Vernacular Architecture as Self-Determination: Venturi, Scott Brown and the Controversy over Philadelphia's Crosstown Expressway, 1967-1973
Between 1967 and 1972 Robert Venturi and Denise Scott Brown worked on two projects simultaneously. One culminated in Learning from Las Vegas, their renowned contribution to architectural theory; the other reflected their political engagement in the so-called Crosstown Controversy. In this project, Venturi and Scott Brown spoke on behalf of a citizens’ initiative opposing a proposed inner-city expressway in the South Street area of Philadelphia. The aesthetic criticism exemplified in their study of Las Vegas found parallels in the political critique embodied by the alternative scheme they developed for the Philadelphia citizen group. This scheme proposed to revalorise the vernacular architecture of the existing neighbourhood, against the wholesale demolition implied in the official plans for the Crosstown Expressway.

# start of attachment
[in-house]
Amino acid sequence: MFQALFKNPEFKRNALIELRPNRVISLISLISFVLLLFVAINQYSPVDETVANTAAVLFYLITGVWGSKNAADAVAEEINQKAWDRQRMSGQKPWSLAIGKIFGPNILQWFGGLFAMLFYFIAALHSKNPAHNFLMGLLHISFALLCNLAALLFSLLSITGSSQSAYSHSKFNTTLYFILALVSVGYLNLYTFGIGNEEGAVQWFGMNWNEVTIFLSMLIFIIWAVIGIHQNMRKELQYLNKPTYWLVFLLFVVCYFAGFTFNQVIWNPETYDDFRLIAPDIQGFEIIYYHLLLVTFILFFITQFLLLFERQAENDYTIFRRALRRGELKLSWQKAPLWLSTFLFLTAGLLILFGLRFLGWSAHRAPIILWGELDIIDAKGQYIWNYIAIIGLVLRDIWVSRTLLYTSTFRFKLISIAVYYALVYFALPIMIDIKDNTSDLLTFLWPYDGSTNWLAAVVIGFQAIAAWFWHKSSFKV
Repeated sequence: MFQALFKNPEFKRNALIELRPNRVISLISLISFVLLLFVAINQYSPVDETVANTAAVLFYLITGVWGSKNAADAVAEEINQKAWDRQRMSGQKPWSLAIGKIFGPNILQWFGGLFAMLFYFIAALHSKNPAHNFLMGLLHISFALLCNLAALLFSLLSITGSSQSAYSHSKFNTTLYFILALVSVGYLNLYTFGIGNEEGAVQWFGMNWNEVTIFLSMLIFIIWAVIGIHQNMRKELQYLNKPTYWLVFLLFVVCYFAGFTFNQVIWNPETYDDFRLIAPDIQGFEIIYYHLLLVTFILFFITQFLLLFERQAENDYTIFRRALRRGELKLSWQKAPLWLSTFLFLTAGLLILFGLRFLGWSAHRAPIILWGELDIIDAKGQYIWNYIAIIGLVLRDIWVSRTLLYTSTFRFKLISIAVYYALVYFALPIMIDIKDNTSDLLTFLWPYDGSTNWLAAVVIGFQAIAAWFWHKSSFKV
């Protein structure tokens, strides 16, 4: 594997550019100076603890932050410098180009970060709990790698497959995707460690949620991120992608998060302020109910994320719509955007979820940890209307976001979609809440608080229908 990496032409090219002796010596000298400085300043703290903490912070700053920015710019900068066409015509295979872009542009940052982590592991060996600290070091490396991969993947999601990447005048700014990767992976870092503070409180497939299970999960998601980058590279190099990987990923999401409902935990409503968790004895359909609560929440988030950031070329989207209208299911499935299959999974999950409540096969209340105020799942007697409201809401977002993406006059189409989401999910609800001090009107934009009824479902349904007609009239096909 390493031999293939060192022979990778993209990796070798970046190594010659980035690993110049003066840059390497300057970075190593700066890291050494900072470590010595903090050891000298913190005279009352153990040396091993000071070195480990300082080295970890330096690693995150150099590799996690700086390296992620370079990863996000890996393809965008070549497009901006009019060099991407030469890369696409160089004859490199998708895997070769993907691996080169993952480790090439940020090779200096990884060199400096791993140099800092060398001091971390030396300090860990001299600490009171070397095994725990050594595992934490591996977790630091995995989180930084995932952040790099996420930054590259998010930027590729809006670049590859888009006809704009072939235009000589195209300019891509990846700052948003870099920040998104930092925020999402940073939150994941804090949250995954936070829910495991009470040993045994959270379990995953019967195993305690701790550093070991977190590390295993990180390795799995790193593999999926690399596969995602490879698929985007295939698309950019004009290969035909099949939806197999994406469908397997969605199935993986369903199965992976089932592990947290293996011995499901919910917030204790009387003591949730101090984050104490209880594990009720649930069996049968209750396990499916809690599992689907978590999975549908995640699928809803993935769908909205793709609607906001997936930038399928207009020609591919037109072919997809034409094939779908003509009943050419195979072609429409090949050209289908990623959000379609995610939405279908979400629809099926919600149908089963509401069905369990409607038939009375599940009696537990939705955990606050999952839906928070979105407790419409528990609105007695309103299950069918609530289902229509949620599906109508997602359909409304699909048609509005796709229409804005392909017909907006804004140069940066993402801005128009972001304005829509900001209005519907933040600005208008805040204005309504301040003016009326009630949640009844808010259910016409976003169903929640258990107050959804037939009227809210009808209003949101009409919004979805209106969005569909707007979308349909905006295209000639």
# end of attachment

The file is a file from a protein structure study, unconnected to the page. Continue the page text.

This article investigates the connections between aesthetic ideals and social concern in the work of Venturi and Scott Brown. Embedding the discussion on architectural theory in the concrete context of urban history reveals important links between intellectual discourse and political action. Venturi and Scott Brown’s repeated reference to social aspects of architecture can only be understood, so this article demonstrates, if we analyse the concrete engagements in which they developed their projects. The South Street project offers a concrete occasion wherein the architects were forced to adopt a political position.
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